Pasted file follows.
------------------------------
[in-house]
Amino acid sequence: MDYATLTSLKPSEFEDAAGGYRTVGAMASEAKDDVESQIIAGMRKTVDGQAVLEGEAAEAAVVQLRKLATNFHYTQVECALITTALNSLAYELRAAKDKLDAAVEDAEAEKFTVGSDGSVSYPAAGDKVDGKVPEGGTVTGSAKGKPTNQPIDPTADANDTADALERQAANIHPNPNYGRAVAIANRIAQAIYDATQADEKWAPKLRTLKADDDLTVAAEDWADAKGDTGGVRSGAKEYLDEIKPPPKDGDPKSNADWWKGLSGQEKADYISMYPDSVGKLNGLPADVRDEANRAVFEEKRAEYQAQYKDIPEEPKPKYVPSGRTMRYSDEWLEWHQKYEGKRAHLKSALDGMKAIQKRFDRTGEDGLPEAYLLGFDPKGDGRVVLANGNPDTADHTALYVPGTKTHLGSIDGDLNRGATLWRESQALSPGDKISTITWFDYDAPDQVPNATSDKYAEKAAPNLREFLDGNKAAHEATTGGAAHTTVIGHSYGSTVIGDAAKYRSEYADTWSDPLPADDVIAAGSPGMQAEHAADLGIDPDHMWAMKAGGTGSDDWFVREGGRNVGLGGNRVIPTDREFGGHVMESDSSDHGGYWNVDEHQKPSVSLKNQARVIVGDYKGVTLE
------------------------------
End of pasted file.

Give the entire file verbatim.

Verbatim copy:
[in-house]
Amino acid sequence: MDYATLTSLKPSEFEDAAGGYRTVGAMASEAKDDVESQIIAGMRKTVDGQAVLEGEAAEAAVVQLRKLATNFHYTQVECALITTALNSLAYELRAAKDKLDAAVEDAEAEKFTVGSDGSVSYPAAGDKVDGKVPEGGTVTGSAKGKPTNQPIDPTADANDTADALERQAANIHPNPNYGRAVAIANRIAQAIYDATQADEKWAPKLRTLKADDDLTVAAEDWADAKGDTGGVRSGAKEYLDEIKPPPKDGDPKSNADWWKGLSGQEKADYISMYPDSVGKLNGLPADVRDEANRAVFEEKRAEYQAQYKDIPEEPKPKYVPSGRTMRYSDEWLEWHQKYEGKRAHLKSALDGMKAIQKRFDRTGEDGLPEAYLLGFDPKGDGRVVLANGNPDTADHTALYVPGTKTHLGSIDGDLNRGATLWRESQALSPGDKISTITWFDYDAPDQVPNATSDKYAEKAAPNLREFLDGNKAAHEATTGGAAHTTVIGHSYGSTVIGDAAKYRSEYADTWSDPLPADDVIAAGSPGMQAEHAADLGIDPDHMWAMKAGGTGSDDWFVREGGRNVGLGGNRVIPTDREFGGHVMESDSSDHGGYWNVDEHQKPSVSLKNQARVIVGDYKGVTLE